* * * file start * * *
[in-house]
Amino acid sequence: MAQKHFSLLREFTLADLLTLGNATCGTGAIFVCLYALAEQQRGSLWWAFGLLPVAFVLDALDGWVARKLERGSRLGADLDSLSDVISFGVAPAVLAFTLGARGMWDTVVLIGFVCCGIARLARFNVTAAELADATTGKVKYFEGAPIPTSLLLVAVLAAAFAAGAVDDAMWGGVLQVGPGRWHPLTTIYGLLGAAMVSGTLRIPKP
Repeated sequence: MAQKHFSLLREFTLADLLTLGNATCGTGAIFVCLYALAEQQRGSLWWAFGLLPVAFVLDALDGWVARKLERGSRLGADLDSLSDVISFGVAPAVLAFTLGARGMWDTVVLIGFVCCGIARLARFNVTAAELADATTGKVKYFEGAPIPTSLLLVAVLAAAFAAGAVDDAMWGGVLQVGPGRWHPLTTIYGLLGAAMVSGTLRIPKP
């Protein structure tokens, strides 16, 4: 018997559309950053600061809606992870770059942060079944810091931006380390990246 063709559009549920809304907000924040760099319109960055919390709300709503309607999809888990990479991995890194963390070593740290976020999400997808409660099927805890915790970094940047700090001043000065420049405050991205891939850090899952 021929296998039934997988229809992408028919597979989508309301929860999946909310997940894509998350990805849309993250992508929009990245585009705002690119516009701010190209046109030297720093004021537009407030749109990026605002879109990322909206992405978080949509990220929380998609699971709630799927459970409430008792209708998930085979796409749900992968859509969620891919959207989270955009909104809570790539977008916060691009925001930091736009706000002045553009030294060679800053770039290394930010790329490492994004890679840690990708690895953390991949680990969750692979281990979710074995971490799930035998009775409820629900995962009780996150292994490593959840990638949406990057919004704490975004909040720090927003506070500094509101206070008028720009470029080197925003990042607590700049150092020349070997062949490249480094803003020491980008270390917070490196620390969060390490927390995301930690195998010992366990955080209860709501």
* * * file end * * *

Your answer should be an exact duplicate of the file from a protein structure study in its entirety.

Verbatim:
[in-house]
Amino acid sequence: MAQKHFSLLREFTLADLLTLGNATCGTGAIFVCLYALAEQQRGSLWWAFGLLPVAFVLDALDGWVARKLERGSRLGADLDSLSDVISFGVAPAVLAFTLGARGMWDTVVLIGFVCCGIARLARFNVTAAELADATTGKVKYFEGAPIPTSLLLVAVLAAAFAAGAVDDAMWGGVLQVGPGRWHPLTTIYGLLGAAMVSGTLRIPKP
Repeated sequence: MAQKHFSLLREFTLADLLTLGNATCGTGAIFVCLYALAEQQRGSLWWAFGLLPVAFVLDALDGWVARKLERGSRLGADLDSLSDVISFGVAPAVLAFTLGARGMWDTVVLIGFVCCGIARLARFNVTAAELADATTGKVKYFEGAPIPTSLLLVAVLAAAFAAGAVDDAMWGGVLQVGPGRWHPLTTIYGLLGAAMVSGTLRIPKP
């Protein structure tokens, strides 16, 4: 018997559309950053600061809606992870770059942060079944810091931006380390990246 063709559009549920809304907000924040760099319109960055919390709300709503309607999809888990990479991995890194963390070593740290976020999400997808409660099927805890915790970094940047700090001043000065420049405050991205891939850090899952 021929296998039934997988229809992408028919597979989508309301929860999946909310997940894509998350990805849309993250992508929009990245585009705002690119516009701010190209046109030297720093004021537009407030749109990026605002879109990322909206992405978080949509990220929380998609699971709630799927459970409430008792209708998930085979796409749900992968859509969620891919959207989270955009909104809570790539977008916060691009925001930091736009706000002045553009030294060679800053770039290394930010790329490492994004890679840690990708690895953390991949680990969750692979281990979710074995971490799930035998009775409820629900995962009780996150292994490593959840990638949406990057919004704490975004909040720090927003506070500094509101206070008028720009470029080197925003990042607590700049150092020349070997062949490249480094803003020491980008270390917070490196620390969060390490927390995301930690195998010992366990955080209860709501």